Projects per year
Ammonium translocation through biological membranes, by the ubiquitous Amt-Mep-Rh family of transporters, plays a key role in all domains of life. Two highly conserved histidine residues protrude into the lumen of the pore of these transporters, forming the family's characteristic Twin-His motif. It has been hypothesized that the motif is essential to confer the selectivity of the transport mechanism. Here, using a combination of in vitro electrophysiology on Escherichia coli AmtB, in silico molecular dynamics simulations, and in vivo yeast functional complementation assays, we demonstrate that variations in the Twin- His motif trigger a mechanistic switch between a specific transporter, depending on ammonium deprotonation, to an unspecific ion channel activity. We therefore propose that there is no selective filter that governs specificity in Amt-Mep-Rh transporters, but the inherent mechanism of translocation, dependent on the fragmentation of the substrate, ensures the high specificity of the translocation. We show that coexistence of both mechanisms in single Twin-His variants of yeast Mep2 transceptors disrupts the signaling function and so impairs fungal filamentation. These data support a signaling process driven by the transport mechanism of the fungal Mep2 transceptors.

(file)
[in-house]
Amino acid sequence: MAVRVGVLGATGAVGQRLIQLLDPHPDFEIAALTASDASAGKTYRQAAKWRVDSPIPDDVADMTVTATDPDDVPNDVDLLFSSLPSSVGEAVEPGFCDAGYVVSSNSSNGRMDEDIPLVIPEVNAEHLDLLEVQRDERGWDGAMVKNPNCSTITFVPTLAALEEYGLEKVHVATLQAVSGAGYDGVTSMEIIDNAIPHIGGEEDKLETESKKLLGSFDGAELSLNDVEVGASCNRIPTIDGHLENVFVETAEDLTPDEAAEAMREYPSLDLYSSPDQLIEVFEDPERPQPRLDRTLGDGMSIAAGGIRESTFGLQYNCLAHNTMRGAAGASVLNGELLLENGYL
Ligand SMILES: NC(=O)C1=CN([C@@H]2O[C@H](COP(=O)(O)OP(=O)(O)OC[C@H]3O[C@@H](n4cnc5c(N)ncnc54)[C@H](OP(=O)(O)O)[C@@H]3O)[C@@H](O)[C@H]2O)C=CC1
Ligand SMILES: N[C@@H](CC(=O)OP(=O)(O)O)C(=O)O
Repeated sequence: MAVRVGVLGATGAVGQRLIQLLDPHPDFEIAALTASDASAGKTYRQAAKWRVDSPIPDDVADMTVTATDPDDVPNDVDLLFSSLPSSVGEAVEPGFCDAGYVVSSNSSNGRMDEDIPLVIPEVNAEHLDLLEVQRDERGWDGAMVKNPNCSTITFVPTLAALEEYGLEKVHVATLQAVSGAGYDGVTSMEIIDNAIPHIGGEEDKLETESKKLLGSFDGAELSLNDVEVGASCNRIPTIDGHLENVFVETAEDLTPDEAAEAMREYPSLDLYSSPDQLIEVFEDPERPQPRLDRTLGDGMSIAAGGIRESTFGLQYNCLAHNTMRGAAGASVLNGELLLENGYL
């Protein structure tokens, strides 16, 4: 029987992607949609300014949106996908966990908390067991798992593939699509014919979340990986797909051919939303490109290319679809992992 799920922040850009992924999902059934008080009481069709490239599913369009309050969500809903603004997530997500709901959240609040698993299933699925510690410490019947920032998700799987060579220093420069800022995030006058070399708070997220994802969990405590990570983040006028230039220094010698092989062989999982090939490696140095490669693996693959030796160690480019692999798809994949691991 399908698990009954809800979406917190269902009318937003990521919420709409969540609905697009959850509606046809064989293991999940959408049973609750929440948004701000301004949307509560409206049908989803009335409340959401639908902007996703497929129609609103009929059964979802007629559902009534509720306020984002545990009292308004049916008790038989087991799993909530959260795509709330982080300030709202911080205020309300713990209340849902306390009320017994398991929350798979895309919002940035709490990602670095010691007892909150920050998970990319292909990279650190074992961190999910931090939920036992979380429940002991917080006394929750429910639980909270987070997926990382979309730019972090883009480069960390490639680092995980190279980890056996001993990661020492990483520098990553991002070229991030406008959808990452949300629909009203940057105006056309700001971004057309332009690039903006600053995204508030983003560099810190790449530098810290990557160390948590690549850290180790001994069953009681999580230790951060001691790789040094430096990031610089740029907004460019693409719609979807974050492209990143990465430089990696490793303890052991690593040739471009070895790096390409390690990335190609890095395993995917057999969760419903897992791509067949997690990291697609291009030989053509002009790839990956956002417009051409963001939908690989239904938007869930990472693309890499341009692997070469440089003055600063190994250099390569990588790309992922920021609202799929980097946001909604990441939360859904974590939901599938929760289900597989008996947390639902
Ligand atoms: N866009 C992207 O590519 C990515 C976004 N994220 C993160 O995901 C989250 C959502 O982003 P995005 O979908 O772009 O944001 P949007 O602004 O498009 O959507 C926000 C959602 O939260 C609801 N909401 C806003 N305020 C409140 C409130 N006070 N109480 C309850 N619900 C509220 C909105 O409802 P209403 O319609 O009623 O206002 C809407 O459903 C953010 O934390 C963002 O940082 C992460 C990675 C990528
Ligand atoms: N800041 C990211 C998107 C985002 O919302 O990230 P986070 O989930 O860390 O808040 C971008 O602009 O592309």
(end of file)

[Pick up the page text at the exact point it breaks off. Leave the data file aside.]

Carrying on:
|Number of pages||17|
|Early online date||23 Feb 2022|
|Publication status||Published - 26 Apr 2022|
- candida albicans
- escherichia coli
- sacchoramyces cerevisiae
- ammonium assimilation
- fungal filamentation
- secondary transporter mechanism
FingerprintDive into the research topics of 'Coexistence of ammonium transporter and channel mechanisms in Amt-Mep-Rh Twin-His variants impairs the filamentation signalling capacity of fungal Mep2 transceptors'. Together they form a unique fingerprint.
- 1 Finished
Clash of the Kingdoms: How the quest for nutrients leads to pathogenicity
NERC (Natural Environment Research Council)
31/12/14 → 30/12/17